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Romeo Langford’s cameo at point guard may have been a glimpse of the Celtics’ future

Romeo Langford (right) plays some tight defense on Chicago's Coby White Monday night.Maddie Meyer/Getty

With point guards Kemba Walker and Marcus Smart sidelined with non-COVID-19 illnesses and Jeff Teague having been traded last month, the Celtics’ depth at point guard was pretty shallow during Monday’s 102-96 loss to the Bulls. Payton Pritchard started, and after that, there were few reliable options.

So in the second quarter, coach Brad Stevens sent out second-year wing Romeo Langford to run the offense. The move was due partly to the lack of available bodies, but also because Stevens envisions Langford potentially thriving in this role someday.

“I don’t know if that’s in his wheelhouse yet,” Stevens said, “but he has to get to that point where it is, with his size and his ability to pass the ball.”


Stevens said the Celtics eventually could use Langford (who is listed at 6 feet 4 inches) similarly to how they used the 6-7 Evan Turner during his two-year stint in Boston. Neither is an above-average shooter — although there is still time for Langford to get there — but both bring size, defensive versatility, and passing, and can be especially dangerous when surrounded by skilled marksmen.

Turner is a Celtics assistant coach now. He was selected with the No. 2 overall pick of the 2010 draft by Philadelphia but did not feel like his career truly blossomed until he arrived in Boston and the ball was put in his hands consistently.

Romeo Langford drains a three against the Hawks last season.Barry Chin/Globe Staff

“I think one thing that occurred for me from Day 1 was I accepted my role no matter what it was, and when you accept a role, you’re able to keep carving your own niche in that role,” Turner said.

“By my second year, I was shooting, like, 20 percent in an analytic league, but I thought I was a pretty valuable part of the team due to accepting and understanding my role and knowing what Coach wanted, and I think Romeo has a great opportunity to do that as well.”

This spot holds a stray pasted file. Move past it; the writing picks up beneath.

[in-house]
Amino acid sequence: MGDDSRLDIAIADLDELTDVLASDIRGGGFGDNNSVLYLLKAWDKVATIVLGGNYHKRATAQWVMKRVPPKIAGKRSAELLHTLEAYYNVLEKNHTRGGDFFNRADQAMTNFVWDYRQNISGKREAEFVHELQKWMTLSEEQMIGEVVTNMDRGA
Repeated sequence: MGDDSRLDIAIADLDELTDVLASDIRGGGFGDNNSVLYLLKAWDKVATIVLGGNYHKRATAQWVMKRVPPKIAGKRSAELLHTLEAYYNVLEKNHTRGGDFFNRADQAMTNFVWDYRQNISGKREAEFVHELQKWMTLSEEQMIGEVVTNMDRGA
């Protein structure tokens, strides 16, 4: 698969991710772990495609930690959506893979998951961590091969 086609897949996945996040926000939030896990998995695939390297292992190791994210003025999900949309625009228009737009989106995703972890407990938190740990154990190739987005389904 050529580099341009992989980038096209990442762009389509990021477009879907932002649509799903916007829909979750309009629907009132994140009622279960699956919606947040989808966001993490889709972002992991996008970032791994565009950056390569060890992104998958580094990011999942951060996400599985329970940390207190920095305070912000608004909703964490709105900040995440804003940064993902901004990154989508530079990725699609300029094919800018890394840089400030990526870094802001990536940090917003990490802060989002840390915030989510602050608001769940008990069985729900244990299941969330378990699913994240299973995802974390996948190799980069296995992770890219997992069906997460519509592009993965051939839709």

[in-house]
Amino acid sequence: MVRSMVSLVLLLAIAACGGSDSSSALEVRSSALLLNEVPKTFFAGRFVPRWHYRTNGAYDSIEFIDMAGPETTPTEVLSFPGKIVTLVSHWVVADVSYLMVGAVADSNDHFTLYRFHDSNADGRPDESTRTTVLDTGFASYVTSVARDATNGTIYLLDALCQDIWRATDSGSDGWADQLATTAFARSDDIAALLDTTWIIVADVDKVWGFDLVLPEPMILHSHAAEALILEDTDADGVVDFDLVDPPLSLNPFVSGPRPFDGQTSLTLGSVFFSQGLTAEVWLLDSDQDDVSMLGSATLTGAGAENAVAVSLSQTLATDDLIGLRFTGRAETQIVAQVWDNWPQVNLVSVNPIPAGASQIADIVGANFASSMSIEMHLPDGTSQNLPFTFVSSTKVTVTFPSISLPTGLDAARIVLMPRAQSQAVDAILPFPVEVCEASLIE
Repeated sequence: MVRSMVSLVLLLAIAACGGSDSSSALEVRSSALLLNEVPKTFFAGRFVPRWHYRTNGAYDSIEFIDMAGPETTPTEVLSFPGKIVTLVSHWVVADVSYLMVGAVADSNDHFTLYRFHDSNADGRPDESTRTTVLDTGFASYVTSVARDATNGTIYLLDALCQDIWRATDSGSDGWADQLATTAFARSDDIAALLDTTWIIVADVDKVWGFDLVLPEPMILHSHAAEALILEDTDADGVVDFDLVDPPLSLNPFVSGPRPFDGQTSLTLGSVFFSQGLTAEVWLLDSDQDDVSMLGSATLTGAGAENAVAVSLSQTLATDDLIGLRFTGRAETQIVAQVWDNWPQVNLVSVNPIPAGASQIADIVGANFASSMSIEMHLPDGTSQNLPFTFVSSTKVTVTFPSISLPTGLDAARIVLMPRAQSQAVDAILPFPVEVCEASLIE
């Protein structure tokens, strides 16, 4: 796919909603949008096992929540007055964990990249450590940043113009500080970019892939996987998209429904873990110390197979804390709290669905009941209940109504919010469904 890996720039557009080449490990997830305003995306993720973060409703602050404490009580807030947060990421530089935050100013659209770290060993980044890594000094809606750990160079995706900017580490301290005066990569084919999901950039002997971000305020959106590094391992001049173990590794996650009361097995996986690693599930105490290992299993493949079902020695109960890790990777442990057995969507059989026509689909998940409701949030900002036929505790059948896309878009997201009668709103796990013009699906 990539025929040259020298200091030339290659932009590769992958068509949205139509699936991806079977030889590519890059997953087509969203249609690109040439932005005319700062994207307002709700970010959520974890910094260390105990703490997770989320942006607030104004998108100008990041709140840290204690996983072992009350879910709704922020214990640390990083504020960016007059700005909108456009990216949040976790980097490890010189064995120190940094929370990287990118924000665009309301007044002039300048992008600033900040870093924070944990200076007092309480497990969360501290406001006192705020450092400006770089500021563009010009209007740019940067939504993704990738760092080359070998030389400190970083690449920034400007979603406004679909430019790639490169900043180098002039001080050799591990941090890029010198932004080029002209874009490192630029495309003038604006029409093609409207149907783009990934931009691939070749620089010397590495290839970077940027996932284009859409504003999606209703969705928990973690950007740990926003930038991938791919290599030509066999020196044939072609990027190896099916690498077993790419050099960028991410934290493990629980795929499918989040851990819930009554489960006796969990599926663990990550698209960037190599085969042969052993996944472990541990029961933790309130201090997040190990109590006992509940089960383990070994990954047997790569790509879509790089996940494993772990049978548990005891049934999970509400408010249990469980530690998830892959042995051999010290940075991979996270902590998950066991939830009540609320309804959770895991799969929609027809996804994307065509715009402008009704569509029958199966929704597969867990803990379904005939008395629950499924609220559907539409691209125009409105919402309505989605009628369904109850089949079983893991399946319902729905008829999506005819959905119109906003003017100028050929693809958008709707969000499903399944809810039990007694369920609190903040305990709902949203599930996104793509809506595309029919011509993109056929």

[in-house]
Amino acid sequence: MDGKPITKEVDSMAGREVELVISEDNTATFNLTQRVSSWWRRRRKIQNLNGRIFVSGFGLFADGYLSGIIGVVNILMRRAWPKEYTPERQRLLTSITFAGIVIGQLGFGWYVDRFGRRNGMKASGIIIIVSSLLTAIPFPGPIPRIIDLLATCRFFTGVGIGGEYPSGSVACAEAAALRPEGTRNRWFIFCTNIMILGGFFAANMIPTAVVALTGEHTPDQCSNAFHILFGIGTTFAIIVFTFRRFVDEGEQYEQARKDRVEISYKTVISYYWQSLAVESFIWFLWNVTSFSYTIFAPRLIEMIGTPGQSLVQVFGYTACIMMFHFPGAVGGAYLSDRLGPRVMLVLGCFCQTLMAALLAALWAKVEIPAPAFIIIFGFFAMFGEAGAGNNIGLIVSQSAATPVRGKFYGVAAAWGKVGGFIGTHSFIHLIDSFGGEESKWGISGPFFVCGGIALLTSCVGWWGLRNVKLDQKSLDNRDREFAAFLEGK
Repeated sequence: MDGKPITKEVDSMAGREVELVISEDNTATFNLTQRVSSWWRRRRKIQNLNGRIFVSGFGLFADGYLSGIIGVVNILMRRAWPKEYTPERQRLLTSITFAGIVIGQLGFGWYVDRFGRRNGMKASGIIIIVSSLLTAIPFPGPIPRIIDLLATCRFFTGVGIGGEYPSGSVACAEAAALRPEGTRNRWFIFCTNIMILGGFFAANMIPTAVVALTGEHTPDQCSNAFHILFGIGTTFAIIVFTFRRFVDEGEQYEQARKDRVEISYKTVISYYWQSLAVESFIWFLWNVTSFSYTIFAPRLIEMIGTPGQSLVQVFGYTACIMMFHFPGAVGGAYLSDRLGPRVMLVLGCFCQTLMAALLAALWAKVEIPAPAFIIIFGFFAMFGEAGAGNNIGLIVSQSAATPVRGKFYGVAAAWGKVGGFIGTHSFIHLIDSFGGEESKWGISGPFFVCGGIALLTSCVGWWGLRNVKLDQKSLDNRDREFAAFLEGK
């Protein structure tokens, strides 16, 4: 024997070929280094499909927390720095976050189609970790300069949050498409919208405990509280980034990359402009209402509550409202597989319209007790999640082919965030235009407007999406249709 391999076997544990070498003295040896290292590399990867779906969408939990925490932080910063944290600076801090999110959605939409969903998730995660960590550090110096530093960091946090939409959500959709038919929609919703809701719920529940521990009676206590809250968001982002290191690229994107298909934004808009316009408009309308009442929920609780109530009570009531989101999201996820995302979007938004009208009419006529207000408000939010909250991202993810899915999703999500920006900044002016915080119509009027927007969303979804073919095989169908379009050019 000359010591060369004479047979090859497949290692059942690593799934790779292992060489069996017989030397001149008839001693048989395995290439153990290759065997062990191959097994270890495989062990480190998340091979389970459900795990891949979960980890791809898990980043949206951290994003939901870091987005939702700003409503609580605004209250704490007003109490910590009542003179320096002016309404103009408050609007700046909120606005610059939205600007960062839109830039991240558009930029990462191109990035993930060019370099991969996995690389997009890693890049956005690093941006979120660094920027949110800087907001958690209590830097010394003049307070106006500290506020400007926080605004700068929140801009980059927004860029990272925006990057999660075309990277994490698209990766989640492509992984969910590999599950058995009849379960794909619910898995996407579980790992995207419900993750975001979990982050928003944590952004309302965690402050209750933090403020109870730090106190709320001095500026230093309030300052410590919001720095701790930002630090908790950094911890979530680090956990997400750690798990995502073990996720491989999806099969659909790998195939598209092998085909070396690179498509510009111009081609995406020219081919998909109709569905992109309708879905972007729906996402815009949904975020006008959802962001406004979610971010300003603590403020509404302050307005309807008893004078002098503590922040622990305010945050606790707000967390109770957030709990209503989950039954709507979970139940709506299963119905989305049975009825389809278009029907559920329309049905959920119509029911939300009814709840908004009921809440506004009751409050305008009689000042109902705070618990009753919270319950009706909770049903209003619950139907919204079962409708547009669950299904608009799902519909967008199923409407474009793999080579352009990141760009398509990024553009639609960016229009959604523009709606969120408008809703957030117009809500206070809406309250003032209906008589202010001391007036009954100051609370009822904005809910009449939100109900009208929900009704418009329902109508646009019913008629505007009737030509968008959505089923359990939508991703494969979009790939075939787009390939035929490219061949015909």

Turner said that when he played point guard for the Celtics, he understood that his primary responsibility on offense was helping create good looks for shooters such as Isaiah Thomas, Avery Bradley, and Kelly Olynyk.

“I wasn’t an idiot in that regard,” Turner quipped.

And he said it’s clear that Langford’s skill set will not get in the way of Jayson Tatum and Jaylen Brown. He thinks they could be a dangerous trio, with Langford serving as the primary facilitator.

“He can distribute and be a great complementary piece at a high level,” Turner said. “He can add rebounding, defense, and his developing shot. He could be a triple-double threat. And with Brad’s playbook, when he starts getting more comfortable, he can start taking people to the post.

“A lot of the stuff we’re talking about is big-guard stuff, and I think that’s advantageous.”

For now, Langford is more likely to get opportunities leading the second unit. But he will not be stepping into this role on a larger scale any time soon. He ran the offense with the backups for about seven minutes in the second quarter Monday and had 2 points, 2 steals, 1 assist, and 1 turnover.

Romeo Langford has seen a recent spike in playing time.Ringo H.W. Chiu/Associated Press

Stevens said Langford is “still kind of swimming.” And in the fourth quarter, the extra point-guard minutes went to two-way contract player Tremont Waters.

But Langford is just 21 years old, and injuries have limited him to 41 games over his first two pro seasons, so there is plenty of time and room for growth.


“Brad has a bigger-picture view where he sees how he can utilize Romeo for all his skill sets,” Turner said. “His pace is good, his defense is already good, and then offensively I appreciate his understanding of the game.

“Hopefully, if he keeps working, it’ll all work out the right way, because I know for sure what Brad’s system and Brad’s mind, and how he utilized me, did for my career.”

Adam Himmelsbach can be reached at adam.himmelsbach@globe.com. Follow him on Twitter @adamhimmelsbach.